Two police officers were among four people killed Friday in a shooting that sparked panic and a police lockdown in a sleepy town in eastern Canada.
Residents of the Brookside neighborhood of Fredericton, New Brunswick reported waking to the sounds of multiple gunshots.
Witnesses described to the Canadian Broadcasting Corporation (CBC) seeing the barrel of a rifle or shotgun poking out from the window of a low-rise apartment building and firing into a courtyard, while the bodies of two officers lay on the ground nearby.
Heavily-armed police, paramedics and firefighters quickly descended on the scene and a lockdown of the neighborhood was ordered, trapping some early risers in daycare facilities, coffee shops and other businesses.
Others were seen being escorted by police from their homes — some still in pyjamas and barefoot — to safety beyond a police cordon.
Authorities in the provincial capital initially urged people in the Brookside neighborhood to stay indoors, describing an “active incident” on Twitter.
Around an hour after giving first word of the killings, a second and then a third message from police said: “At this time, we can confirm that we have one suspect in custody” and “of the four people killed in this morning’s shootings on Brookside Drive, two were Fredericton police officers.”
Then came word that the threat had been neutralized, the lockdown was lifted and the police cordon was shrunk to a few blocks: “We can confirm that there is no further threat to the public, and lockdowns are not required at this time.”
Also, police added: “We can confirm that the suspect in custody is currently being treated for serious injuries related to this morning’s shooting incident.”
The circumstances of the shooting in Fredericton, about 75 kilometers (45 miles) from the border between Canada and the US state of Maine, were not immediately clear.
Fredericton police chief Leanne Fitch was scheduled to hold a press conference at 3:30 p.m. local time (1830 GMT) about the shooting in a sleepy residential area of the city north of downtown.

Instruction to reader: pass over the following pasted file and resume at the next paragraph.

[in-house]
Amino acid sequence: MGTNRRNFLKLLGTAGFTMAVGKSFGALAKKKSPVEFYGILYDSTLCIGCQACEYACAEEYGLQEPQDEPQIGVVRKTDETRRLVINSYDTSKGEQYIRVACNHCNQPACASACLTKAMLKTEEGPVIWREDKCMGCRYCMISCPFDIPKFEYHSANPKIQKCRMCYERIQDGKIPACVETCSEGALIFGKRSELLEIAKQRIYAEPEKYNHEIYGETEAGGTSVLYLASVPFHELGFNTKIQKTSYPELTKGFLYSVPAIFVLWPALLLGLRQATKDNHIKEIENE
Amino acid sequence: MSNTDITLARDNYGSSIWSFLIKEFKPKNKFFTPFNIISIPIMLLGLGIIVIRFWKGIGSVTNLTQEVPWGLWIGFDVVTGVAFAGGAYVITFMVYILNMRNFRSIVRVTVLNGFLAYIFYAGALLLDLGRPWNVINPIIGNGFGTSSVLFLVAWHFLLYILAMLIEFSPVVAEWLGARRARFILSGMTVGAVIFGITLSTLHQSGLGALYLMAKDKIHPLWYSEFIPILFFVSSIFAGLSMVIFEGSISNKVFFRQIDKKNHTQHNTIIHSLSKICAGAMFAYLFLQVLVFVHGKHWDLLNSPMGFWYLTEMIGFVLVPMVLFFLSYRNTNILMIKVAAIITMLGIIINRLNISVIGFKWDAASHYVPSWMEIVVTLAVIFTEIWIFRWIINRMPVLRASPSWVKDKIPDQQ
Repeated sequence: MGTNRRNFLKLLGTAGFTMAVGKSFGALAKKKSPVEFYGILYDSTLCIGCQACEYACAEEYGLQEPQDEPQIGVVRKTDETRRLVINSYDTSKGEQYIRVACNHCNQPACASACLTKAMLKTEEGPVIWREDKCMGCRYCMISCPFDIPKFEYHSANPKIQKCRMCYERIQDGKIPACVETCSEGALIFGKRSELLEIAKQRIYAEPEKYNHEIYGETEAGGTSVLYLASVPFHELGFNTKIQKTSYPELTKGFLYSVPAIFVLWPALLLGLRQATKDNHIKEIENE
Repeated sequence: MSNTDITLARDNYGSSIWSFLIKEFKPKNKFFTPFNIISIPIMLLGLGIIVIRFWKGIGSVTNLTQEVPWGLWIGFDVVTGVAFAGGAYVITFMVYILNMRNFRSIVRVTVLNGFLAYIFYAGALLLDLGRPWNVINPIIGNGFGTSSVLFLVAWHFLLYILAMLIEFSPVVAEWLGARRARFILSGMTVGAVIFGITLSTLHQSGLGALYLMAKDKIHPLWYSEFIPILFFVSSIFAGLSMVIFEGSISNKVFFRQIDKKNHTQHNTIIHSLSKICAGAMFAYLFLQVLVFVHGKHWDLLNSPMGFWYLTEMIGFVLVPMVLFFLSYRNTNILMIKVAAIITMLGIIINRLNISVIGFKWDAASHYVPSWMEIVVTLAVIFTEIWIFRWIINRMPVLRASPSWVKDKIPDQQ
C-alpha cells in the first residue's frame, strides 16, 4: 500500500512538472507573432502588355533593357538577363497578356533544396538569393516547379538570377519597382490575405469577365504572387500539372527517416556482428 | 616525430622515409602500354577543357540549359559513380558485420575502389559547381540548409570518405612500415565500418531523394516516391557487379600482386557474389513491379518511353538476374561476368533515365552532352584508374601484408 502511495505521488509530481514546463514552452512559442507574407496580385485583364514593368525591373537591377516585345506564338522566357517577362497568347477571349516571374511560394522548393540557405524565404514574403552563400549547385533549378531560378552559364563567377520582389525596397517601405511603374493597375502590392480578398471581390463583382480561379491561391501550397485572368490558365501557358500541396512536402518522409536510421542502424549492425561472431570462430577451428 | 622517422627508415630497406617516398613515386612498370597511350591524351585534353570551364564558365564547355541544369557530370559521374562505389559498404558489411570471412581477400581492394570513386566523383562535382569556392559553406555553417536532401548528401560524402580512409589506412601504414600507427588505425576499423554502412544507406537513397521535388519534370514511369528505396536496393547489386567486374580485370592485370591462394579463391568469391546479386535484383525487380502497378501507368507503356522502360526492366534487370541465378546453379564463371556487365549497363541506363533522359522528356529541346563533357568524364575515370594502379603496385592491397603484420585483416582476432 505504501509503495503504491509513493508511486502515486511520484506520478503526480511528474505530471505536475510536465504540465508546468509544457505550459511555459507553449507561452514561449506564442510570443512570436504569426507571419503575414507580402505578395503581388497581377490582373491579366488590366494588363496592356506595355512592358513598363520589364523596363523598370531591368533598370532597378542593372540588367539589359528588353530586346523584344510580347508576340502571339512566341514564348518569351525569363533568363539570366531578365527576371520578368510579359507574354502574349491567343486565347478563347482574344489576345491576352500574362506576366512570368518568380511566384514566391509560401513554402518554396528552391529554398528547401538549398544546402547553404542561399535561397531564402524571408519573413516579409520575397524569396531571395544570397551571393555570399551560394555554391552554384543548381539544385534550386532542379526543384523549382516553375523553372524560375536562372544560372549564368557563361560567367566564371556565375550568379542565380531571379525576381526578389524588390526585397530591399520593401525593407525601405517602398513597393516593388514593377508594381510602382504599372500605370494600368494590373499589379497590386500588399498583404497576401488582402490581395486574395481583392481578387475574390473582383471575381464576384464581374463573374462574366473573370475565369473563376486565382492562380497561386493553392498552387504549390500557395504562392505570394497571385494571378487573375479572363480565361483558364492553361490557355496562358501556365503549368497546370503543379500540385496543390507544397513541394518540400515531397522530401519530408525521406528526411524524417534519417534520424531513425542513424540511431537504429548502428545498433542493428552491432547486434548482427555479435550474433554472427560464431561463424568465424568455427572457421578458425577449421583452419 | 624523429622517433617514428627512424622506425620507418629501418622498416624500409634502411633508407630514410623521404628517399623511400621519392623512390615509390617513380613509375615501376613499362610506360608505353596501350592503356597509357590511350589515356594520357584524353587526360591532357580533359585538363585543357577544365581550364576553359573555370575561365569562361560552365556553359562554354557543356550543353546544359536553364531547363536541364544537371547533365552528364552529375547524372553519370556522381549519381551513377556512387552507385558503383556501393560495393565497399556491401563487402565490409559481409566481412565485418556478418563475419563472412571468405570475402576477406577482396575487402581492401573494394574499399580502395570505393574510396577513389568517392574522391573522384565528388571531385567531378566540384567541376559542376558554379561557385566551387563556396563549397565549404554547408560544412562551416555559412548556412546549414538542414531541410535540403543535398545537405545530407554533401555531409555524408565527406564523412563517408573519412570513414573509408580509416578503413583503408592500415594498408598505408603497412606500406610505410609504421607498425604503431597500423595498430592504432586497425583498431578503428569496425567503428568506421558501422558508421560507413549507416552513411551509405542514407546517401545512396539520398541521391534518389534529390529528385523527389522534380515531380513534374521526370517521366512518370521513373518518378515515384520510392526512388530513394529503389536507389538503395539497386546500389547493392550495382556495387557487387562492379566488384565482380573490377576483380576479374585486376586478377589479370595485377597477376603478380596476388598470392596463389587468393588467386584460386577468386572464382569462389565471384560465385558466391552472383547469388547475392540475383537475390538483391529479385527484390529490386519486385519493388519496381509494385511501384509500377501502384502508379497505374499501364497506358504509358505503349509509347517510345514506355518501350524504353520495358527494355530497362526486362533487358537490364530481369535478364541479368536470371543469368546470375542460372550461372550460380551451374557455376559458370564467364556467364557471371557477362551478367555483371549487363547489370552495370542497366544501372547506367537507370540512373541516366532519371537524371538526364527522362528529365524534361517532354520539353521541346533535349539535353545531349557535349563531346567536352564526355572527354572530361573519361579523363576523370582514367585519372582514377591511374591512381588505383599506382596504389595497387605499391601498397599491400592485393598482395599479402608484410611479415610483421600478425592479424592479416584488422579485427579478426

– Pop, pop, pop, pop’ –
Public broadcaster CBC quoted Robert DiDiodato, who lives in the area, as saying he heard a series of “firecracker” sounds around 7 am.
“With the tempo, it might’ve been a gunshot,” he said. “It was sort of like a pop, pop, pop, pop.”
He said that about five minutes later he could hear similar sounds near his home.
“Doors are locked and everybody’s inside,” he said, according to CBC.
Another resident, who gave his name only as Justin, told the broadcaster: “I woke up and I heard gunshots and I looked outside my window.
“The cops were trying to put one of the officers in their vehicle to take them out to safety,” he said, adding that he tried to help but was told by the officers to take cover.
The mass shooting is the second in the province in recent years, and comes only weeks after a man opened fire on July 22 in a bustling nightlife district of Toronto, killing an 18 year old woman and a 10 year old girl and wounding 13 other people.
The latter triggered a public debate on rising gun violence and gangs in Canadian cities, and calls for a handgun ban.
“Most crime rates (in Canada) are going down and have been going down for several decades. But the incidents of violence with firearms has been going up over the course of the last five years,” commented Public Safety Minister Ralph Goodale.
He said local police would be leading the investigation, suggesting there was no concern for national security.
“Awful news coming out of Fredericton,” Prime Minister Justin Trudeau said in a Twitter message.
“My heart goes out to everyone affected by this morning’s shooting. We’re following the situation closely,” he said.
Bouquets of flowers and notes of condolences began to amass outside the Fredericton police station, while a local church scheduled a prayer vigil for Friday evening and the provincial government urged anyone needing counselling for shock or grief to reach out and ask for help.
In 2014, three federal police officers were killed and two more were injured after responding to an emergency call about an armed man roaming a residential neighborhood of nearby Moncton, New Brunswick.
A 28-hour manhunt ensued before police caught up to the suspect and arrested him, in what was described as the second-deadliest attack on the Royal Canadian Mounted Police (RCMP) since four officers were ambushed on a Mayerthorpe, Alberta farm in 2005.